An electric future for UK fleets
Mike Brown, director of industry collaboration & partnerships at the University of Salford, on how the transition to EVs will bring a number of opportunities for fleets.
Since the Treasury announced that company car drivers choosing an electric vehicle (EV) will pay no Benefit-in-Kind (BiK) tax in 2020-21, EVs have become a clear option for fleet operators.
This year, the Government had a watershed moment when it announced its plans to reduce greenhouse gas emissions to achieve a UK target of net-zero by 2050. The transport sector as a whole is already under scrutiny, with ground transport accounting for 27% of the UK’s greenhouse gas emissions, therefore the need to move to EVs must be a priority in the coming years.
The private sector has been responsive to this, with some of the biggest investments from vehicle manufacturers now being made into transitioning fleets from traditional to electric. But with multiple options out there, it begs the question for operators and consumers alike – which type of EV is best? Current sales point towards battery technology (BEVs) emerging as the option of choice, but these machines still require charging, so a reduction in emissions from electricity generation and supply, which account for 24% of our greenhouse gas emissions, is required for BEVs to make the biggest impact.
At the University of Salford, we have been working alongside major car manufacturers and energy providers to look at how EVs can form part of an integrated energy system known as Vehicle to Grid (V2G). The HAVEN (Home As a Virtual Energy Network) project tests how EVs combined with smart meters, flexible energy tariffs, and bi-directional EV charging, could feed electricity back into homes during times of peak demand. This new way of powering homes has the potential to reduce our domestic energy bills, relieve pressure on the grid infrastructure and potentially provide benefits to employees that take fleet vehicles home.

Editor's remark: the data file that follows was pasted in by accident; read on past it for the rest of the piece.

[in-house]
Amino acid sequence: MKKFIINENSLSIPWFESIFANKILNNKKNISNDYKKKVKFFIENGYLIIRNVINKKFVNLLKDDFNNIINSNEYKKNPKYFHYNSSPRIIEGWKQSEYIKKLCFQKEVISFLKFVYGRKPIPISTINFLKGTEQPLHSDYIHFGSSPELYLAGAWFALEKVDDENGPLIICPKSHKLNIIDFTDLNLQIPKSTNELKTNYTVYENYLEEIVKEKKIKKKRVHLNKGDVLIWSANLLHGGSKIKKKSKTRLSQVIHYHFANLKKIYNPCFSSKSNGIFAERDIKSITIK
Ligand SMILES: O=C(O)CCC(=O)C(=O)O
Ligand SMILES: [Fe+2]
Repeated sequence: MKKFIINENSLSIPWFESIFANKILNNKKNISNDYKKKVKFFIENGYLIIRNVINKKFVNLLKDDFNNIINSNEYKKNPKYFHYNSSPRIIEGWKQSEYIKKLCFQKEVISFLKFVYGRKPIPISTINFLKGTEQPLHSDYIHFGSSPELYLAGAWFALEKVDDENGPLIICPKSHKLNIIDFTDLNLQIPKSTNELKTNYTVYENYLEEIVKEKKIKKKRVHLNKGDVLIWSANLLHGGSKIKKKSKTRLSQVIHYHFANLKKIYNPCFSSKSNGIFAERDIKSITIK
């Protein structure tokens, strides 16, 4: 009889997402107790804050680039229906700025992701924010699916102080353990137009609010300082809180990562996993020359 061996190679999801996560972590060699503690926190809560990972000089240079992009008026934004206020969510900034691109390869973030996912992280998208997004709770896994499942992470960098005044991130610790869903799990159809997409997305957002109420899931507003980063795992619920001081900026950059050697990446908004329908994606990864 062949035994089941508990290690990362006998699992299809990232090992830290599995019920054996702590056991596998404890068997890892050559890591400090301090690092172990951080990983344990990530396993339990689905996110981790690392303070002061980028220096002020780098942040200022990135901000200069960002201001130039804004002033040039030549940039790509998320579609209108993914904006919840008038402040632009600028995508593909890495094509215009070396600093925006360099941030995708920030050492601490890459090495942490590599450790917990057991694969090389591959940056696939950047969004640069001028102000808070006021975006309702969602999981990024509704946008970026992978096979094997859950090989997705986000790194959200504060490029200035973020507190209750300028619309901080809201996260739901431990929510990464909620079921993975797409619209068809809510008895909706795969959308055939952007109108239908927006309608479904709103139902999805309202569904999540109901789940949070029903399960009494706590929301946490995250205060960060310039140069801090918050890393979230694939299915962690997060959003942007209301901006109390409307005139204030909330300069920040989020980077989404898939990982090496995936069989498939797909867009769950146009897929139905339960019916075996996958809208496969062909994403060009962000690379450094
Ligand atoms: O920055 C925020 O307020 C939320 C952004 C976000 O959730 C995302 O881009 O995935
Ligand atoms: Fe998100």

Further societal benefits from EV fleets can be seen through the impact on air quality in communities. It is estimated that the equivalent of 40,000 premature deaths annually can be linked to breathing in polluted air. EVs have the potential to considerably improve air quality from the obvious elimination of exhaust fumes, but there’s also the potential to reduce another source of particulate pollution; when vehicles use friction brakes they produce airborne particulates (brake dust). Regenerative braking in EVs can greatly reduce the need to use friction brakes and hence reduce the production of brake dust while also prolonging the life of brake pads.
Change can be difficult, but transitioning to electric fleets can also present opportunities. The UK has the potential to become a world-leader in the innovation, development and implementation of ‘green’ vehicle technologies – linking renewable energy to smart-connected cities through electric and automated vehicles.
What industry now needs to fuel this electric revolution is a strong talent pipeline. The University of Salford has developed an industry-relevant curriculum which gives students hands-on industry-experience through initiatives such as the Greenpower Electric Car Challenge. Here, they work in multi-disciplinary teams to design and build a single-seat electric car and then compete against teams from other universities, as well as industry.
While we believe BEVs may become the most popular solution, the approach may not suit all transport requirements. Long-distance road haulage and public buses, for example, may produce better green outcomes through technologies such as hydrogen-powered fuel cells. We’re also seeing the early steps towards the electrification of flight. Similar to small electric drones, companies are scaling-up these drones to carry passengers.
The future is definitely electric. Making the transition holds immense power for our infrastructure, our technological standing on the global stage, our carbon footprint, and most important of all – the health of our communities.